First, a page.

So, why write? Poetry has no objective value, in my opinion. Presumably, I'm not talented enough to make a career of it--not without an effort the size of which I haven't the energy to make. I lack my youthful outsize ego and desire for fame that might veil my eyes to the disappointing reality. It's not clear to me, but I seem to be writing for the only legitimate reason to write poetry: I have certain perceptions, memories, emotions, thoughts, energies inside me that I feel compelled to understand better, that resist embodiment, topography, translation into the structure of language. This internal compulsion, I believe, is what drives poetry, regardless of whatever other filters it passes on the way out of the poet.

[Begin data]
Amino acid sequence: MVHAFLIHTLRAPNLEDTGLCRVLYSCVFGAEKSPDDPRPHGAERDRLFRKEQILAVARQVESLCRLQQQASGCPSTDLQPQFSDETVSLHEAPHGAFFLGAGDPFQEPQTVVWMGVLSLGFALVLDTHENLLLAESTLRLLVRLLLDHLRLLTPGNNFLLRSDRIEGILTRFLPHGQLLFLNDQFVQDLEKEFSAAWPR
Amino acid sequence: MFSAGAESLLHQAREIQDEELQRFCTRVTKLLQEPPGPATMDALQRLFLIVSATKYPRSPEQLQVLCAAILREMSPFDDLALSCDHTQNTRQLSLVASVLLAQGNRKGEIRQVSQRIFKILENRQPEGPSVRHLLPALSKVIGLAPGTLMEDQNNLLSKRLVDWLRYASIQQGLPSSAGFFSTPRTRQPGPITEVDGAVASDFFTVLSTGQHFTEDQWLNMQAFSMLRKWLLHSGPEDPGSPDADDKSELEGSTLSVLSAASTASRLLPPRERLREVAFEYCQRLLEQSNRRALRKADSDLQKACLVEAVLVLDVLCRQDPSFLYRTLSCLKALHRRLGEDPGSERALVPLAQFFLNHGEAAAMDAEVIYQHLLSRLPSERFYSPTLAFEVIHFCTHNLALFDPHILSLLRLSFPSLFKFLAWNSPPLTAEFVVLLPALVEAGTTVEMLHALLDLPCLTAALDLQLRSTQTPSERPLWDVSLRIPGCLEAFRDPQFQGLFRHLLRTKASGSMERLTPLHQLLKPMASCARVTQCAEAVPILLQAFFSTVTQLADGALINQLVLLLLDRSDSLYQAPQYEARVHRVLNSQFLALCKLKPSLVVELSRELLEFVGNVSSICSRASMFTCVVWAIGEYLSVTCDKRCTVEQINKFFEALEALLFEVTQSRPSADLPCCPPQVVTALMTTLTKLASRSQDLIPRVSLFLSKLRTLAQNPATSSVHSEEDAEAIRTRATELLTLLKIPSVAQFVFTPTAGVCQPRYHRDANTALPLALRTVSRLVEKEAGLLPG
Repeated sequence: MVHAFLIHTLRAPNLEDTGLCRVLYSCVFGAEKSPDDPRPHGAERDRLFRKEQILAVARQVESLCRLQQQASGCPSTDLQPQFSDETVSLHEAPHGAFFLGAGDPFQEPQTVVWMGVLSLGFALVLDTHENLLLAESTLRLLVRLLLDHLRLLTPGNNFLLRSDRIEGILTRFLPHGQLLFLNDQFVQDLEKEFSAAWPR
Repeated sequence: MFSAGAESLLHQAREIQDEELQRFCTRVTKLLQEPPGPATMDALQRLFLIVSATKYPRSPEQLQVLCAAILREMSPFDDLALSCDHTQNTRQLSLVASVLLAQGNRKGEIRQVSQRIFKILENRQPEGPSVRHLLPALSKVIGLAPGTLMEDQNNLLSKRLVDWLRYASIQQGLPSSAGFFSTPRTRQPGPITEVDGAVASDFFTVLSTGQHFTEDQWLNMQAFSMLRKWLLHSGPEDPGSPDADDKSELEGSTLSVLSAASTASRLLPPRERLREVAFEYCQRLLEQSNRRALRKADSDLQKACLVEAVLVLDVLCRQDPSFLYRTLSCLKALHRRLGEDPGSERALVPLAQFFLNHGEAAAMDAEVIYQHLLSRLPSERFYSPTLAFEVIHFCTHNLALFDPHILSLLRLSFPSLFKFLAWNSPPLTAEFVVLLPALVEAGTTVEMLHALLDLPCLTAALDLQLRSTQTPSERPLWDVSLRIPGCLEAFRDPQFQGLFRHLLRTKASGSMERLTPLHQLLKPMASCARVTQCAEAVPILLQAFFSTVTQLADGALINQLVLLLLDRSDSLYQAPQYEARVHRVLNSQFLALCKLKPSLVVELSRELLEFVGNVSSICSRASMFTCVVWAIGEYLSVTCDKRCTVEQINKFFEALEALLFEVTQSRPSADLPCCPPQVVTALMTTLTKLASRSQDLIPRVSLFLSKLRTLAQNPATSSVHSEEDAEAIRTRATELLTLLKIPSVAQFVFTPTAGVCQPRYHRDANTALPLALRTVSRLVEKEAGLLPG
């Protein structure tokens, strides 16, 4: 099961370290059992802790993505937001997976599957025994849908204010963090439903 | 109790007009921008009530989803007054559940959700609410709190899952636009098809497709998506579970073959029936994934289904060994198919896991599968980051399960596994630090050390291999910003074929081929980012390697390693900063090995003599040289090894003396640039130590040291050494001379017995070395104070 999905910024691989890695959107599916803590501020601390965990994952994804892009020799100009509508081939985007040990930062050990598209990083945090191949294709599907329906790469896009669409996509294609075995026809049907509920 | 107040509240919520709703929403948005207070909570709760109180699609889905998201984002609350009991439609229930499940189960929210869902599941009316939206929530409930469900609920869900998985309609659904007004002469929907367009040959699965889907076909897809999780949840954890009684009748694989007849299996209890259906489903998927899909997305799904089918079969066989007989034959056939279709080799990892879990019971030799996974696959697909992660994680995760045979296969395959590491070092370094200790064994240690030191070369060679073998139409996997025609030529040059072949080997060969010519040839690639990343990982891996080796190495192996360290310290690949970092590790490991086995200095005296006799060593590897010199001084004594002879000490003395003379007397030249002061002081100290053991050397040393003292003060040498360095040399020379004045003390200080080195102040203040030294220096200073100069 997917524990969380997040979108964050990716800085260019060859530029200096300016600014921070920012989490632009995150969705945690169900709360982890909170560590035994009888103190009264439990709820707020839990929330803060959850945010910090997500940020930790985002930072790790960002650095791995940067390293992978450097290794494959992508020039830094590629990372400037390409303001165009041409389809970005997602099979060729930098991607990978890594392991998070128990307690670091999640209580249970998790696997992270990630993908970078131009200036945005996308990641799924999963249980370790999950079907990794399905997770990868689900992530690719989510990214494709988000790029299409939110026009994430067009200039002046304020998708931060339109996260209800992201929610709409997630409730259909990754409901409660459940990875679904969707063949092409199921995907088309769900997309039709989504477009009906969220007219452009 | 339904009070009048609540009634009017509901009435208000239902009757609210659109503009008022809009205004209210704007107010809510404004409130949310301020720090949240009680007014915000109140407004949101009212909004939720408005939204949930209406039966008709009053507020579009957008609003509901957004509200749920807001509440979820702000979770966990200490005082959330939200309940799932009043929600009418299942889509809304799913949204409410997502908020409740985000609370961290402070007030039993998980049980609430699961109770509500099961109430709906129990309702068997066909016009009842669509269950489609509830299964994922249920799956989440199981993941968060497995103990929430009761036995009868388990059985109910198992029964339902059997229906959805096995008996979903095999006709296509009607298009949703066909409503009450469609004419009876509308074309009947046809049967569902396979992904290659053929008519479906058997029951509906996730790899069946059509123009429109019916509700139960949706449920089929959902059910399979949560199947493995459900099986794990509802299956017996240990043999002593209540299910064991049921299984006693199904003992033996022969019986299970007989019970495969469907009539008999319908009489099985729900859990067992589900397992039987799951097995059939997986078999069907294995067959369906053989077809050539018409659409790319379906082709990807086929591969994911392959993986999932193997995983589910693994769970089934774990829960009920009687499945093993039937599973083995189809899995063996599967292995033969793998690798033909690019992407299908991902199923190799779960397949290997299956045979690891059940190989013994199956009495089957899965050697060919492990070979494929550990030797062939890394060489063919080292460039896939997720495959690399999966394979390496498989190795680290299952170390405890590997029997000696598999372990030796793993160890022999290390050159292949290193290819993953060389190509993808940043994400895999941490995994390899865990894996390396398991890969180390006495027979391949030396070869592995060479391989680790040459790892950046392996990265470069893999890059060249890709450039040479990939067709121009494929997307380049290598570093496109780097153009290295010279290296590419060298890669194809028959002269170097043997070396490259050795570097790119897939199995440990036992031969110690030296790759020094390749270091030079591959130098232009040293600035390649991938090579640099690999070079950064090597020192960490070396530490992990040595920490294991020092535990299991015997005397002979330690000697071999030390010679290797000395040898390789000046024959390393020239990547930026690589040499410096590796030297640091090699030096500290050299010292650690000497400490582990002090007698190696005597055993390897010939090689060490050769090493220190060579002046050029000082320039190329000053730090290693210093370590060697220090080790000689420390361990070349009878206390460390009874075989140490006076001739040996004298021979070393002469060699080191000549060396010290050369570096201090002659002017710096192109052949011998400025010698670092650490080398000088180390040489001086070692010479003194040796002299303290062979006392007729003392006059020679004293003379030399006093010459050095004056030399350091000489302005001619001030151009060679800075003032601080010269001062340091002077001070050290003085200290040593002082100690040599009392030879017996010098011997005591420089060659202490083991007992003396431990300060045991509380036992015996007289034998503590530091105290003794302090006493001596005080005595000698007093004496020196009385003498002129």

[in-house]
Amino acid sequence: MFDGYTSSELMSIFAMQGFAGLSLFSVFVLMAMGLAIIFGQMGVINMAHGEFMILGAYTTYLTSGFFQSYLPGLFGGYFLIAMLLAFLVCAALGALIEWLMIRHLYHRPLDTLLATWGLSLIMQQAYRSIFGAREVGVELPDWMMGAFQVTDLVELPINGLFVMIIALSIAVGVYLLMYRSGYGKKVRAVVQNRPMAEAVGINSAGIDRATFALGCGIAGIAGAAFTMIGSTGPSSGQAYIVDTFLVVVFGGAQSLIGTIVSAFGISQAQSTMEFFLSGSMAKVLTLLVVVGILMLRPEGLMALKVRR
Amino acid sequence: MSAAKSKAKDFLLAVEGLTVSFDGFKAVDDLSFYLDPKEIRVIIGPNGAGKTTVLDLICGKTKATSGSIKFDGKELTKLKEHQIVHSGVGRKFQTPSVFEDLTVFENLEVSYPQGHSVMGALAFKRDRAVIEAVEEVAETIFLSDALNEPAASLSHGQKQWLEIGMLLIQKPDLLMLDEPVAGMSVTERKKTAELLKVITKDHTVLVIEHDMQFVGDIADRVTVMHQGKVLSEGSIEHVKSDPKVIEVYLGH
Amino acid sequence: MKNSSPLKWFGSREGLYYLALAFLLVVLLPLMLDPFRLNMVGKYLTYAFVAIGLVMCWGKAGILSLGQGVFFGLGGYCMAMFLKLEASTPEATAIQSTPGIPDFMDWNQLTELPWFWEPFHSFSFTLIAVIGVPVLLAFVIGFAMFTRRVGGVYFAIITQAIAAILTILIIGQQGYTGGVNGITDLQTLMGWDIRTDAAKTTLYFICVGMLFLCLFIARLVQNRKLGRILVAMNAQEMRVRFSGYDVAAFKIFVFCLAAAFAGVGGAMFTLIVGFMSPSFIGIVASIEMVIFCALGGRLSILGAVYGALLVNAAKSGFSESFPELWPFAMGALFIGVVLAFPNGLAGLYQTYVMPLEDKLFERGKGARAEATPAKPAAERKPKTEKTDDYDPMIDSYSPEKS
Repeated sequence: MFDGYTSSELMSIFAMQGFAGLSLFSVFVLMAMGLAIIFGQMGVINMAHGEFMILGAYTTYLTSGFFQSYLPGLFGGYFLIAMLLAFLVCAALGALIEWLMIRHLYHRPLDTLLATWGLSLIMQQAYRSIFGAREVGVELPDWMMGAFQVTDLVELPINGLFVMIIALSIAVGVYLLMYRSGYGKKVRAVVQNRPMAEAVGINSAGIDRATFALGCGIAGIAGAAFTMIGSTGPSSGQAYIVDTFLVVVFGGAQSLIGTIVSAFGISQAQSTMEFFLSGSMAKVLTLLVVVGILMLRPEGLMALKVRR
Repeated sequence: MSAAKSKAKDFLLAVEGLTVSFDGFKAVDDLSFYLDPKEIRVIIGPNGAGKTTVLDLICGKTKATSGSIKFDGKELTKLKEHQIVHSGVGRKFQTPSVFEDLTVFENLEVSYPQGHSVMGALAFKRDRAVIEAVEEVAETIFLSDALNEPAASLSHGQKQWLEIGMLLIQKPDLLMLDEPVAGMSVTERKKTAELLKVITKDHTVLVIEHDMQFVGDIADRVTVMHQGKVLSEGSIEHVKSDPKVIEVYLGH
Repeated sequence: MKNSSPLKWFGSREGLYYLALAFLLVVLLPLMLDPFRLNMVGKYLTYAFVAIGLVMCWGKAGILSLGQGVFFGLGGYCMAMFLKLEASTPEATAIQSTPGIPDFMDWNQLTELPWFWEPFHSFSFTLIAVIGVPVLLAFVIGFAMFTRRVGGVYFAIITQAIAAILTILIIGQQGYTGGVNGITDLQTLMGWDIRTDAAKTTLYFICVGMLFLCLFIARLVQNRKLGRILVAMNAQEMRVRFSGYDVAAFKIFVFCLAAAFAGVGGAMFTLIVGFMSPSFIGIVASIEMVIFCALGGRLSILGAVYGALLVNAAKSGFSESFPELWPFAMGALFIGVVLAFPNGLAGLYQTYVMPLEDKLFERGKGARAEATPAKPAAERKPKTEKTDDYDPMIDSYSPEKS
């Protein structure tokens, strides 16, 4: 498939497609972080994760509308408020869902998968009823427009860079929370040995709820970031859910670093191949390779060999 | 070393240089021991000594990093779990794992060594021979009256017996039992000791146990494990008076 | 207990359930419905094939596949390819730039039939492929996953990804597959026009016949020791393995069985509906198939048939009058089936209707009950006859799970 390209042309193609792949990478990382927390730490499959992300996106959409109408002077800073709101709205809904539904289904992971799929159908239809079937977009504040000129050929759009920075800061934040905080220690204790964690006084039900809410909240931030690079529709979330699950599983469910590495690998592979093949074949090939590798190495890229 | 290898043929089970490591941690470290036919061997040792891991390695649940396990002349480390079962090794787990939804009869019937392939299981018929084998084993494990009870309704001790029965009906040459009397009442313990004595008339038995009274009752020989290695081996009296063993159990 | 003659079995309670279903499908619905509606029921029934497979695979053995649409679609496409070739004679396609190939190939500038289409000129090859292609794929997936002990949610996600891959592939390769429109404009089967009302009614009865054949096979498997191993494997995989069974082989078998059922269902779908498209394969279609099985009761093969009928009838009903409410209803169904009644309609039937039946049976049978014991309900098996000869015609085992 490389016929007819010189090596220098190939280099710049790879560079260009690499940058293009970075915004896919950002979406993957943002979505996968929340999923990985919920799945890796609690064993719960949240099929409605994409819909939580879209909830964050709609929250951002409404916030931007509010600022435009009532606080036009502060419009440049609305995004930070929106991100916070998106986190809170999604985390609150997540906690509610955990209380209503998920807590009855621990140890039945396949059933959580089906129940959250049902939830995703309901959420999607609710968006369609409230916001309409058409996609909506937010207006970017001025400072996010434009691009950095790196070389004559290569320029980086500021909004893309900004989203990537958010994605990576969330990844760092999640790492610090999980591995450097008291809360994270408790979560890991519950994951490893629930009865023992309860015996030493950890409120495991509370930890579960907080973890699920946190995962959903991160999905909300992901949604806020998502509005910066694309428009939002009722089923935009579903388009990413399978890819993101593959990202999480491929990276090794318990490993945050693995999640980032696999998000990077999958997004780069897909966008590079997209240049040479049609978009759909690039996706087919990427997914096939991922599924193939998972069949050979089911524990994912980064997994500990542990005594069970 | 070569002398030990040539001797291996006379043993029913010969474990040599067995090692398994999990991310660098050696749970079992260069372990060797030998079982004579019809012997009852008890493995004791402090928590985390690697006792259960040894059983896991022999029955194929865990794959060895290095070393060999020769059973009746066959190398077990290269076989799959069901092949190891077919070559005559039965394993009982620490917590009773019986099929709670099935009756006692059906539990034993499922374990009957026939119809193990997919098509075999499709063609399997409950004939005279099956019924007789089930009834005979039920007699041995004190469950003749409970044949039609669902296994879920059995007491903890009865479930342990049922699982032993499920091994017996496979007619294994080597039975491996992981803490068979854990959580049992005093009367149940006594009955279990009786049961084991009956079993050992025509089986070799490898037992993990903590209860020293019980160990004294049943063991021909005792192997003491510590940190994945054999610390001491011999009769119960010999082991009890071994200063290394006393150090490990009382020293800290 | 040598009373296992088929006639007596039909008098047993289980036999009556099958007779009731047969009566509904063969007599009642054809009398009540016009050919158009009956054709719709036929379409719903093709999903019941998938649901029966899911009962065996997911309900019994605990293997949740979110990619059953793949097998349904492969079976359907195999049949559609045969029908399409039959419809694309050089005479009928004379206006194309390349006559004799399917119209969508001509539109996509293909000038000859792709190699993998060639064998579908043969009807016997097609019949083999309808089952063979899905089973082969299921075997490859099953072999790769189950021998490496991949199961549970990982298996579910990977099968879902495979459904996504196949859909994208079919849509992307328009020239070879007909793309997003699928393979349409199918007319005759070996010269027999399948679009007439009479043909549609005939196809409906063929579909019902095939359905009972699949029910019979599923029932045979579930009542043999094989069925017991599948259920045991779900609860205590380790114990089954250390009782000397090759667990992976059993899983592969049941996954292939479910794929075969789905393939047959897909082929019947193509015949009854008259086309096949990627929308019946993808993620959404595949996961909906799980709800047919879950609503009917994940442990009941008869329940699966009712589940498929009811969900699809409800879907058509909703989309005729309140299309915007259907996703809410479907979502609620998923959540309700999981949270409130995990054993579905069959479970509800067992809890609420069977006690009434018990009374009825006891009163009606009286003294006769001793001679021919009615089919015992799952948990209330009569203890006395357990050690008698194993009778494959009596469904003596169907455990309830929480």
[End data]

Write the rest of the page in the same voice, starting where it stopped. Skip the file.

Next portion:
Thursday, December 1, 2011

Robert Lowell and What To Do with My Hypomanic-Depression (Bipolar II)?

I have thus proved that it is absolutely possible to write bad poetry quickly. I really don't know what else I'm doing here. I suppose I should be working on my longer works, doing some research into coroner's reports for Murder-Suicide in Loveland, into the mathematical equations I use in All Things Being Equal (so I can possibly make that jumbled mess cohere and maybe find some inspiration to craft metaphors that don't suck). But I feel drained, depressed, and, honestly, not at all impressed with what I've written so far. Thinking of going back to my novel. But I'd run into the same problems there.